US, Philippines strengthen military ties as Marcos visits Pentagon

Update 1: Adds details about defense deal

Manila, May 4 (EFE).- United States defense chief Lloyd Austin has received the president of the Philippines, Ferdinand Marcos Jr, at the Pentagon, a visit that strengthened the countries’ renewed military alliance to counter Beijing’s expansionism in the South China Sea.

The meeting, the first in which a foreign head of state has been honorably received at the Pentagon during the tenure of President Joe Biden, comes at a time of particular tension between China and the Philippines.

“We’re more than allies; we’re family. And we share a common vision for a free and open Indo-Pacific because a region governed by rules and rights helps provide security and prosperity for our two countries and for the whole region,” Austin said during the meeting with Marcos on Wednesday in Washington, Thursday in Manila.

The US Defense Department published a statement Wednesday outlining the steps both countries will take to strengthen military cooperation, including the exchange of intelligence in real time on “early indicators of threats to peace regional.”

Although the statement does not explicitly allude to China, the initiative comes at a particularly delicate moment in relations between Manila and Beijing,. According to the Philippines, China is increasingly sending more ships into Philippine territorial waters, leading to disagreements and threats of accidents with the Philippine Coast Guard.

China and the Philippines are in a dispute over the sovereignty of several islands and atolls in the resource-rich Spratly Archipelago of the South China Sea, which is almost entirely claimed by Beijing.

Austin said the US would defend the Philippines, with which it signed the Mutual Defense Treaty in 1951, in the event of an attack on its armed forces, including its “Coast Guard vessels, public vessels or aircraft in the Pacific, including anywhere in the South China Sea,” where China and the Philippines have territorial disputes over islands and atolls.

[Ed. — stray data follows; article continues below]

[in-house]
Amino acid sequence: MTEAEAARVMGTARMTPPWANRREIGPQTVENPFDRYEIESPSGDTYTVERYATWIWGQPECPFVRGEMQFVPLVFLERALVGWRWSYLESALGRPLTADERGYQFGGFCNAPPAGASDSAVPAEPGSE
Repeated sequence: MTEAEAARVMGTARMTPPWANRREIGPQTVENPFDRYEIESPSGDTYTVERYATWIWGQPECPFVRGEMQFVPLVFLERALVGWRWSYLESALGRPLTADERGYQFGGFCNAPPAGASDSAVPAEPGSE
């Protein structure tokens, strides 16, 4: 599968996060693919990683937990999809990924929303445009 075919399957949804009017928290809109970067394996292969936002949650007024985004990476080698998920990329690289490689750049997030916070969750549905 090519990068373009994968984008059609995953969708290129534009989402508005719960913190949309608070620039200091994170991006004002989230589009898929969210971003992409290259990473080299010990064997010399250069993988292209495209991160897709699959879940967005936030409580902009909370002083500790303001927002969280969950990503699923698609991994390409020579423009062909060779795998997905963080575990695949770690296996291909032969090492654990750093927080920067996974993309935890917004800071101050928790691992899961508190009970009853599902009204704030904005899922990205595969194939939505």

Marcos thanked the defense secretary for the US’ allyship at a time that, he said “unfortunately, is asking for us to meet these new challenges that perhaps we have not faced before.”

The Philippine Coast Guard recently denounced “dangerous maneuvers” by Chinese vessels in Philippine territorial waters around the Spratly Islands.

After Marcos’ visit with Biden on Monday, the US announced the dispatch of patrol boats to strengthen the Philippines’ surveillance capabilities in the South China Sea, and in January Washington promised to jointly patrol these disputed waters with Manila.

In addition, Austin and Marcos discussed the four new Philippines military bases to which the US will have access under the expanded defense pact made on Feb. 3, according to a statement from the Pentagon.

One of the bases is about 400 kilometers from Taiwan, a self-governing island that Beijing has not ruled out invading and that Washington has promised to defend, and another one near the Spratly archipelago.

China has considered the deal a provocation, and its ambassador to Manila, Huang Xilian, escalated tension on Apr. 14, suggesting that the Philippines should be concerned about the safety of the more than 150,000 Filipinos living in Taiwan. EFE


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